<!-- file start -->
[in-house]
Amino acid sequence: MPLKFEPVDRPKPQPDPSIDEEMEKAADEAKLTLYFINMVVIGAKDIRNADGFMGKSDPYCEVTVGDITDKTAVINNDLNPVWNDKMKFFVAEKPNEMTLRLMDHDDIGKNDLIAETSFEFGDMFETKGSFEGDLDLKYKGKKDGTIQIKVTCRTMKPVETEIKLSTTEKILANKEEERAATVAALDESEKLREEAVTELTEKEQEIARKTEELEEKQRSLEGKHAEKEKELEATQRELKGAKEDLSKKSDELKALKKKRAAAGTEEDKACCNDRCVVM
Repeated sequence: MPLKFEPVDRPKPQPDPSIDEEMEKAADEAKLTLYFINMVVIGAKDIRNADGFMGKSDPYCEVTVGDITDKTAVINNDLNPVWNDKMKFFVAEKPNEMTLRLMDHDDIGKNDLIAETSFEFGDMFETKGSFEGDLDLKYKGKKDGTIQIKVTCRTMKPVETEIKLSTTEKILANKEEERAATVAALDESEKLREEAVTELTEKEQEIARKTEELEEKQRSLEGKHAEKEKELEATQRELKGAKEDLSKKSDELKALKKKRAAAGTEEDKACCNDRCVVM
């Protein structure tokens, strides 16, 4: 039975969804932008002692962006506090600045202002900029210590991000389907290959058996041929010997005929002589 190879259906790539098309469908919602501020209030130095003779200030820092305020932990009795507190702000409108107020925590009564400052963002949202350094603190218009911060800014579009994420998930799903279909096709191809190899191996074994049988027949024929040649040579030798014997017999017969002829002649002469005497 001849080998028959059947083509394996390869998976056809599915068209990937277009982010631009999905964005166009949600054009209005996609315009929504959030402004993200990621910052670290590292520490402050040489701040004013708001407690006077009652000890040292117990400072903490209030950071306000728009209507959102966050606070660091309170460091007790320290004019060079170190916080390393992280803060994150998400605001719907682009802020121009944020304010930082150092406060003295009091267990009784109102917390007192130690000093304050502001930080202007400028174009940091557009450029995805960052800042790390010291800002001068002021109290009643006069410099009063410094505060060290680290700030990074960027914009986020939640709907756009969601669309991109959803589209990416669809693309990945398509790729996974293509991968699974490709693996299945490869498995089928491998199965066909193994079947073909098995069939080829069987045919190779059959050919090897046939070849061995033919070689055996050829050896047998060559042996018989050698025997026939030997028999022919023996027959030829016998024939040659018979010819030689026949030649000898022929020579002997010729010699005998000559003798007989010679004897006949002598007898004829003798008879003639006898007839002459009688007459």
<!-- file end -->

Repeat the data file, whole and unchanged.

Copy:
[in-house]
Amino acid sequence: MPLKFEPVDRPKPQPDPSIDEEMEKAADEAKLTLYFINMVVIGAKDIRNADGFMGKSDPYCEVTVGDITDKTAVINNDLNPVWNDKMKFFVAEKPNEMTLRLMDHDDIGKNDLIAETSFEFGDMFETKGSFEGDLDLKYKGKKDGTIQIKVTCRTMKPVETEIKLSTTEKILANKEEERAATVAALDESEKLREEAVTELTEKEQEIARKTEELEEKQRSLEGKHAEKEKELEATQRELKGAKEDLSKKSDELKALKKKRAAAGTEEDKACCNDRCVVM
Repeated sequence: MPLKFEPVDRPKPQPDPSIDEEMEKAADEAKLTLYFINMVVIGAKDIRNADGFMGKSDPYCEVTVGDITDKTAVINNDLNPVWNDKMKFFVAEKPNEMTLRLMDHDDIGKNDLIAETSFEFGDMFETKGSFEGDLDLKYKGKKDGTIQIKVTCRTMKPVETEIKLSTTEKILANKEEERAATVAALDESEKLREEAVTELTEKEQEIARKTEELEEKQRSLEGKHAEKEKELEATQRELKGAKEDLSKKSDELKALKKKRAAAGTEEDKACCNDRCVVM
């Protein structure tokens, strides 16, 4: 039975969804932008002692962006506090600045202002900029210590991000389907290959058996041929010997005929002589 190879259906790539098309469908919602501020209030130095003779200030820092305020932990009795507190702000409108107020925590009564400052963002949202350094603190218009911060800014579009994420998930799903279909096709191809190899191996074994049988027949024929040649040579030798014997017999017969002829002649002469005497 001849080998028959059947083509394996390869998976056809599915068209990937277009982010631009999905964005166009949600054009209005996609315009929504959030402004993200990621910052670290590292520490402050040489701040004013708001407690006077009652000890040292117990400072903490209030950071306000728009209507959102966050606070660091309170460091007790320290004019060079170190916080390393992280803060994150998400605001719907682009802020121009944020304010930082150092406060003295009091267990009784109102917390007192130690000093304050502001930080202007400028174009940091557009450029995805960052800042790390010291800002001068002021109290009643006069410099009063410094505060060290680290700030990074960027914009986020939640709907756009969601669309991109959803589209990416669809693309990945398509790729996974293509991968699974490709693996299945490869498995089928491998199965066909193994079947073909098995069939080829069987045919190779059959050919090897046939070849061995033919070689055996050829050896047998060559042996018989050698025997026939030997028999022919023996027959030829016998024939040659018979010819030689026949030649000898022929020579002997010729010699005998000559003798007989010679004897006949002598007898004829003798008879003639006898007839002459009688007459």